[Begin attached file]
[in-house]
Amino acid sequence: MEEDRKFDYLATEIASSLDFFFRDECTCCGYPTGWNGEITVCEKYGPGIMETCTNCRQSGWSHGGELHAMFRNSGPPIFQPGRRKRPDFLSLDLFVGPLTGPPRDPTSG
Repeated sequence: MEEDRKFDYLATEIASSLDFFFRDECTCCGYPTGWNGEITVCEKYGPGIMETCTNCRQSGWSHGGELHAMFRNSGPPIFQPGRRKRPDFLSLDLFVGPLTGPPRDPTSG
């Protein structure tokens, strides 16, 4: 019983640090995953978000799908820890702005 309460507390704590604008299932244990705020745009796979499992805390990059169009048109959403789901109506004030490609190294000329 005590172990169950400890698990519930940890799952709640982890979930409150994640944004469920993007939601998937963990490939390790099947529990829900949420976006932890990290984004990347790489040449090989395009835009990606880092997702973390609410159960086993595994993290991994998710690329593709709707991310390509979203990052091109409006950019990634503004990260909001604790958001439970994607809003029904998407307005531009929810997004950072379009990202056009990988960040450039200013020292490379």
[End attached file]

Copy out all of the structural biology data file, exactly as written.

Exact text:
[in-house]
Amino acid sequence: MEEDRKFDYLATEIASSLDFFFRDECTCCGYPTGWNGEITVCEKYGPGIMETCTNCRQSGWSHGGELHAMFRNSGPPIFQPGRRKRPDFLSLDLFVGPLTGPPRDPTSG
Repeated sequence: MEEDRKFDYLATEIASSLDFFFRDECTCCGYPTGWNGEITVCEKYGPGIMETCTNCRQSGWSHGGELHAMFRNSGPPIFQPGRRKRPDFLSLDLFVGPLTGPPRDPTSG
């Protein structure tokens, strides 16, 4: 019983640090995953978000799908820890702005 309460507390704590604008299932244990705020745009796979499992805390990059169009048109959403789901109506004030490609190294000329 005590172990169950400890698990519930940890799952709640982890979930409150994640944004469920993007939601998937963990490939390790099947529990829900949420976006932890990290984004990347790489040449090989395009835009990606880092997702973390609410159960086993595994993290991994998710690329593709709707991310390509979203990052091109409006950019990634503004990260909001604790958001439970994607809003029904998407307005531009929810997004950072379009990202056009990988960040450039200013020292490379």